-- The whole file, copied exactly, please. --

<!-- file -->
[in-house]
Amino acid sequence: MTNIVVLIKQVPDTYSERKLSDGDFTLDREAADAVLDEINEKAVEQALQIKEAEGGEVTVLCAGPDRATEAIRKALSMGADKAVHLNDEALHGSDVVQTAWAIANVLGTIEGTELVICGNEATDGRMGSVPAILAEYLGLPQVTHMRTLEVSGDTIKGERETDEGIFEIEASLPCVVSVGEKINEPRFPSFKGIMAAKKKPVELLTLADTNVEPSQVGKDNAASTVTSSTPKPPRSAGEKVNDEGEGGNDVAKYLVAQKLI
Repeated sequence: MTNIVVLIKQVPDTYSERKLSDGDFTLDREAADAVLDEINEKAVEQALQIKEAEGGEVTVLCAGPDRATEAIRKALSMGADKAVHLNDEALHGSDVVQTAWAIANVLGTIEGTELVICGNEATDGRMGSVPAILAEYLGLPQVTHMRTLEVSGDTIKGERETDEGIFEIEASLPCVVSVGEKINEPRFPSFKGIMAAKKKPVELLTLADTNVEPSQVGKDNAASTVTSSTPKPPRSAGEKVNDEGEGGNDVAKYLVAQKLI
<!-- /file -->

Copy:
[in-house]
Amino acid sequence: MTNIVVLIKQVPDTYSERKLSDGDFTLDREAADAVLDEINEKAVEQALQIKEAEGGEVTVLCAGPDRATEAIRKALSMGADKAVHLNDEALHGSDVVQTAWAIANVLGTIEGTELVICGNEATDGRMGSVPAILAEYLGLPQVTHMRTLEVSGDTIKGERETDEGIFEIEASLPCVVSVGEKINEPRFPSFKGIMAAKKKPVELLTLADTNVEPSQVGKDNAASTVTSSTPKPPRSAGEKVNDEGEGGNDVAKYLVAQKLI
Repeated sequence: MTNIVVLIKQVPDTYSERKLSDGDFTLDREAADAVLDEINEKAVEQALQIKEAEGGEVTVLCAGPDRATEAIRKALSMGADKAVHLNDEALHGSDVVQTAWAIANVLGTIEGTELVICGNEATDGRMGSVPAILAEYLGLPQVTHMRTLEVSGDTIKGERETDEGIFEIEASLPCVVSVGEKINEPRFPSFKGIMAAKKKPVELLTLADTNVEPSQVGKDNAASTVTSSTPKPPRSAGEKVNDEGEGGNDVAKYLVAQKLI